Fake news, also known as false news, has been a much-discussed phenomenon since the epochal Brexit referendum and the election of Donald Trump as U.S. President, yet has resurfaced in a major way in the past week with news of the Facebook-Cambridge Analytica data crisis. This crisis has raised troubling questions about the harvesting of the personal data of millions, and their use in influencing those two defining political events of 2016.
A recent article in Science analyses the prevalence of false news and delves into the reasons for its proliferation. The results of the research, which studied 126,000 stories tweeted by approximately three million people more than 4.5 million times between 2006 and 2017, might leave cynics unsurprised: The MIT researchers found that false news spreads “farther, faster, deeper, and more widely” than true news. Yet what might surprise even cynics is that this difference was not due to bots and automatons, but to the efforts of human tweeters. The persons tweeting false stories typically have fewer followers, follow fewer people, and have been on Twitter for a relatively short time. The study also found that false news diffused to between 100 and 100,000 people routinely, whereas truth only reached up to 1,000 people. Many more people retweeted false news than truth. True news took six times as long as falsehood to reach just 1,500 people. They also found that falsehood was 70% more likely to be retweeted. The key reasons behind this, according to the authors, are the emotions inspired by the two types of news. While they found that false news inspired surprise and disgust, truth caused sadness, anticipation, joy and trust. Evidently, the former set is more powerful. Perhaps not coincidentally, psychological analysis was extensively employed by Cambridge Analytica, the data company that exploited the personal data of social media users to target certain demographics with political messaging designed to influence their voting behaviour.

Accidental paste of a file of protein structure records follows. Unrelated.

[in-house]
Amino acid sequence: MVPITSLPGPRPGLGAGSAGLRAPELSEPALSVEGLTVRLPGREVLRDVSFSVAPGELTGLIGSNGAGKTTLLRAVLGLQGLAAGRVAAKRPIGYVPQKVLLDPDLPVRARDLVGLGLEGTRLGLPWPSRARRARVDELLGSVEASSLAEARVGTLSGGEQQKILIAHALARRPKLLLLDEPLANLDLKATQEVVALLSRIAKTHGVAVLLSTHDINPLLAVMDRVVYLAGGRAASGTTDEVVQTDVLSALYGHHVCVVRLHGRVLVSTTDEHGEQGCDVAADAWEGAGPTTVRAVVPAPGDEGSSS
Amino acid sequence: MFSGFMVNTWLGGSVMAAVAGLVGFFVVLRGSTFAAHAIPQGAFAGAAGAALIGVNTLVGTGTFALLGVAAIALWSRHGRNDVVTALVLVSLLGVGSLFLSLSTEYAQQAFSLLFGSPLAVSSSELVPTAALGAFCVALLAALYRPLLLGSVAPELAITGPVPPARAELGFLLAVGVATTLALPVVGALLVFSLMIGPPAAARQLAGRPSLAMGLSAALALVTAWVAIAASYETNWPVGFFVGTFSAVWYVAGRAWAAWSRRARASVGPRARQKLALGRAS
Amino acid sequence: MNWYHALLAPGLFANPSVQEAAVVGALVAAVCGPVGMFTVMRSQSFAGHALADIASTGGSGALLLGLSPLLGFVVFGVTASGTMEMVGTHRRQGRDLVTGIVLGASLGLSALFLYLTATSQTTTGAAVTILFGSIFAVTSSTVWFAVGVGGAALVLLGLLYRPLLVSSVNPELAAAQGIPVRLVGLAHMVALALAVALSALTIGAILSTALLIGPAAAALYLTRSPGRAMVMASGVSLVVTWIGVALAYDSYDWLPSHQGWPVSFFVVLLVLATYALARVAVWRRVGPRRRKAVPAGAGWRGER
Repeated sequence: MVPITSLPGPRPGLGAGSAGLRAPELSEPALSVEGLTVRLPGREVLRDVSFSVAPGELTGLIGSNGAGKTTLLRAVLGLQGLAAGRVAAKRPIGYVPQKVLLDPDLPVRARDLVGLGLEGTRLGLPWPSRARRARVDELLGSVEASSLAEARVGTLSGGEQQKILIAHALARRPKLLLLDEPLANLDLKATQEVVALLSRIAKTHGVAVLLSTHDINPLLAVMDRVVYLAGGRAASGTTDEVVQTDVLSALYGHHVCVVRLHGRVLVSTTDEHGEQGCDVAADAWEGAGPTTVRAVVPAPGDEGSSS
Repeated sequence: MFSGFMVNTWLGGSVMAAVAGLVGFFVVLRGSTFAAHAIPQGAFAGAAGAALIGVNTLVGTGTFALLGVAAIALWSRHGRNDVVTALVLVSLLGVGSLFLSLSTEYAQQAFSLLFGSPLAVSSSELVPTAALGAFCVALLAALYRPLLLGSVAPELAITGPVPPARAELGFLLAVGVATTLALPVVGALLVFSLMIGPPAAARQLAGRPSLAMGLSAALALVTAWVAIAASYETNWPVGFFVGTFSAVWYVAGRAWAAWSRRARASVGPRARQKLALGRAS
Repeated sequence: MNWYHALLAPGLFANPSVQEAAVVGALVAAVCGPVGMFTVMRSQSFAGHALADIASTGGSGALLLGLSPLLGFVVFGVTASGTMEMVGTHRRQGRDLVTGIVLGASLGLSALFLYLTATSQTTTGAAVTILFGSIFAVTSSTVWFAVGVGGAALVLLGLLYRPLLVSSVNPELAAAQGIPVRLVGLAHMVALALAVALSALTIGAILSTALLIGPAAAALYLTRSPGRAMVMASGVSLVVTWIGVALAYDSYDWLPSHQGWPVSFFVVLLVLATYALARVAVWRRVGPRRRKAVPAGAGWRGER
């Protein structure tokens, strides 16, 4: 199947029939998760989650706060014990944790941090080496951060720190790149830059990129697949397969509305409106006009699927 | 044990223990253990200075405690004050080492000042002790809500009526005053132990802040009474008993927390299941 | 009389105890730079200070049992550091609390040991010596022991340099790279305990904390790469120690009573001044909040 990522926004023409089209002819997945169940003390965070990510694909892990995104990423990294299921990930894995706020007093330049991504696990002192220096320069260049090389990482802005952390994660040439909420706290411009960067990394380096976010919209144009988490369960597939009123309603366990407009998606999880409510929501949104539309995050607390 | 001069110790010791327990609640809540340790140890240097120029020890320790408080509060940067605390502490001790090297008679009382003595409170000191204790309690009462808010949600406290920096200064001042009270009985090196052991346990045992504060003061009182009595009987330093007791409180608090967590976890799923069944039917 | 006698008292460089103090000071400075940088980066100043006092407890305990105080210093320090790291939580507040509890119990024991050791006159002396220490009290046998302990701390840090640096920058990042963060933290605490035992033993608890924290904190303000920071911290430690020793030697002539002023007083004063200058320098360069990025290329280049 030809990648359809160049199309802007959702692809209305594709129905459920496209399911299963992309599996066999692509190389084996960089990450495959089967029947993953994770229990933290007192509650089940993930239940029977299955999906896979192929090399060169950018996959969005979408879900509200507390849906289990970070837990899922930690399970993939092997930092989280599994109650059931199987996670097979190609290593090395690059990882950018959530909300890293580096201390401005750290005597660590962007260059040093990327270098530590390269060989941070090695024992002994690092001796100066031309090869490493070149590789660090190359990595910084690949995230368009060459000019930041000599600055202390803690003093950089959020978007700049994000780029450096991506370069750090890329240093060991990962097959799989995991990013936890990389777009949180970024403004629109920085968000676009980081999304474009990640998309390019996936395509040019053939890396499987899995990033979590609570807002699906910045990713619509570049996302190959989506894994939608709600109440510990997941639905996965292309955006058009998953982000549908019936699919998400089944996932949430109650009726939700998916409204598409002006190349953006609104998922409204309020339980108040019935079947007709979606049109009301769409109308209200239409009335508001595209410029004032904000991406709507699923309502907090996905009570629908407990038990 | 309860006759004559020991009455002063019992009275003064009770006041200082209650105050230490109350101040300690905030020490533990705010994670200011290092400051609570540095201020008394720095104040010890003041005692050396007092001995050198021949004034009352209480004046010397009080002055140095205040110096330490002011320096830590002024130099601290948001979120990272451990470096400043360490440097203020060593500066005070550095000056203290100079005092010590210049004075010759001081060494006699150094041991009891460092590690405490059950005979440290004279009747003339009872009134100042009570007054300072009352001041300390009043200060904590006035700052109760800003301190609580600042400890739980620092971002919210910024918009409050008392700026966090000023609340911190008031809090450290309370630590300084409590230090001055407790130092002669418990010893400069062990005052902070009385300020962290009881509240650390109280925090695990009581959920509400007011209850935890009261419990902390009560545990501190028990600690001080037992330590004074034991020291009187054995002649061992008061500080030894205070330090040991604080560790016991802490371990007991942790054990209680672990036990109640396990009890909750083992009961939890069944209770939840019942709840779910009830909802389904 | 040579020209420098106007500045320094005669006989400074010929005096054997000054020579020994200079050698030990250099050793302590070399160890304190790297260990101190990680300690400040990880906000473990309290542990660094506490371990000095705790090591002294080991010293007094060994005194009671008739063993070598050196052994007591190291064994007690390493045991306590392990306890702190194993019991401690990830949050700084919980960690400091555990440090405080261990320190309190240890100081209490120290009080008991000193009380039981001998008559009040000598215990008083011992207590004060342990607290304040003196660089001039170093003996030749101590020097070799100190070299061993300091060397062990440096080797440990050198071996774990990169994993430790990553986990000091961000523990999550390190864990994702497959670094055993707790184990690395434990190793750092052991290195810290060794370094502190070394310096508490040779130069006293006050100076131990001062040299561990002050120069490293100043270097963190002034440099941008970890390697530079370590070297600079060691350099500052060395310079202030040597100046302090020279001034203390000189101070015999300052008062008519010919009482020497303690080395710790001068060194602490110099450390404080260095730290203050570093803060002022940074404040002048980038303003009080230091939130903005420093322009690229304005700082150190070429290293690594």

In the same issue, Science published another study which discusses the role of bots and deliberate amplification of fake news. In an email to The Hindu , author Fillipo Menczer of Indiana University, clarified, “The MIT study focusses on one of these factors, namely the novelty of false news. Other factors include cognitive, social, and algorithmic biases that make people vulnerable to manipulation — engagement-based ranking, limited attention, selective exposure, confirmation bias, echo chambers…” Mr. Menczer highlighted the supplementary materials section of the MIT work which shows that when the contribution of bots is factored out, the spread of false news is suppressed more than that of true news. Therefore, while humans do have an active role in spreading false news, the role of bots as an amplifying factor cannot be discounted.
What these studies suggest is that understanding how and why false news spreads, establishing fact-checking sites and spreading awareness among people not to get taken in by “novelty” value when retweeting or spreading stories could be the key to reducing the spread of false news.